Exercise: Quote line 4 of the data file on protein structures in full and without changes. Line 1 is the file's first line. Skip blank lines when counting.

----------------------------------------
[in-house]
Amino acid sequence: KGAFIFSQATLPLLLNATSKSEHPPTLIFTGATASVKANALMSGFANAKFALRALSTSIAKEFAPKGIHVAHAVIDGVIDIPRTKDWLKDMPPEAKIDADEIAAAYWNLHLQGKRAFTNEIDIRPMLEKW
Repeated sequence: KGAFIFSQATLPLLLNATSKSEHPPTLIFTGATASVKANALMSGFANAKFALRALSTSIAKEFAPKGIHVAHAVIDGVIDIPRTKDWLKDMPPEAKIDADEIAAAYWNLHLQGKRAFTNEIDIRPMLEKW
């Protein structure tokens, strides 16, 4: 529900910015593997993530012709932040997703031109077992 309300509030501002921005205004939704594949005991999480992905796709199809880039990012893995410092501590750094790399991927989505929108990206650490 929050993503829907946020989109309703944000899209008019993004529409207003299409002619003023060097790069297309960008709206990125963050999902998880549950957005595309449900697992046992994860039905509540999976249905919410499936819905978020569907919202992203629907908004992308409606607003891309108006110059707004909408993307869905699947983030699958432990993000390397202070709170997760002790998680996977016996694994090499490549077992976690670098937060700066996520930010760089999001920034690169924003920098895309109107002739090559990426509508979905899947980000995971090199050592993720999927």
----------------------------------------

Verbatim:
């Protein structure tokens, strides 16, 4: 529900910015593997993530012709932040997703031109077992 309300509030501002921005205004939704594949005991999480992905796709199809880039990012893995410092501590750094790399991927989505929108990206650490 929050993503829907946020989109309703944000899209008019993004529409207003299409002619003023060097790069297309960008709206990125963050999902998880549950957005595309449900697992046992994860039905509540999976249905919410499936819905978020569907919202992203629907908004992308409606607003891309108006110059707004909408993307869905699947983030699958432990993000390397202070709170997760002790998680996977016996694994090499490549077992976690670098937060700066996520930010760089999001920034690169924003920098895309109107002739090559990426509508979905899947980000995971090199050592993720999927």